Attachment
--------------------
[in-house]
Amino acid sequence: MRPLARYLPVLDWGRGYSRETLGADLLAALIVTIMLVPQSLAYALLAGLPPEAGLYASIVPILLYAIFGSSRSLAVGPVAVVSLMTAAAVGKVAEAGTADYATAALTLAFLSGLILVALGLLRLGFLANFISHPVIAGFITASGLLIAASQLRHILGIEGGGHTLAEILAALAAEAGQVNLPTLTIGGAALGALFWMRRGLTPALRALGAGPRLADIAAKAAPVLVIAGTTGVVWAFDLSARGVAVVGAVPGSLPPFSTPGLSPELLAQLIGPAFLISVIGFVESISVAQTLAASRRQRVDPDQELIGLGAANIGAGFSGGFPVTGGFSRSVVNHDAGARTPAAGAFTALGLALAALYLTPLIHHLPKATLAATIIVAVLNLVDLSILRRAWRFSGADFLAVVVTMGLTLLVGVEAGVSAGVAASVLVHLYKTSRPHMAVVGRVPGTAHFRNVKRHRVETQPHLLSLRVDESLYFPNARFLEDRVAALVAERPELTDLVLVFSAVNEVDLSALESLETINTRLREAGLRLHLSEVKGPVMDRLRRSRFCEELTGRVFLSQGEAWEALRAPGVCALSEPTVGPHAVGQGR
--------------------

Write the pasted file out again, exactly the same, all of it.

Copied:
[in-house]
Amino acid sequence: MRPLARYLPVLDWGRGYSRETLGADLLAALIVTIMLVPQSLAYALLAGLPPEAGLYASIVPILLYAIFGSSRSLAVGPVAVVSLMTAAAVGKVAEAGTADYATAALTLAFLSGLILVALGLLRLGFLANFISHPVIAGFITASGLLIAASQLRHILGIEGGGHTLAEILAALAAEAGQVNLPTLTIGGAALGALFWMRRGLTPALRALGAGPRLADIAAKAAPVLVIAGTTGVVWAFDLSARGVAVVGAVPGSLPPFSTPGLSPELLAQLIGPAFLISVIGFVESISVAQTLAASRRQRVDPDQELIGLGAANIGAGFSGGFPVTGGFSRSVVNHDAGARTPAAGAFTALGLALAALYLTPLIHHLPKATLAATIIVAVLNLVDLSILRRAWRFSGADFLAVVVTMGLTLLVGVEAGVSAGVAASVLVHLYKTSRPHMAVVGRVPGTAHFRNVKRHRVETQPHLLSLRVDESLYFPNARFLEDRVAALVAERPELTDLVLVFSAVNEVDLSALESLETINTRLREAGLRLHLSEVKGPVMDRLRRSRFCEELTGRVFLSQGEAWEALRAPGVCALSEPTVGPHAVGQGR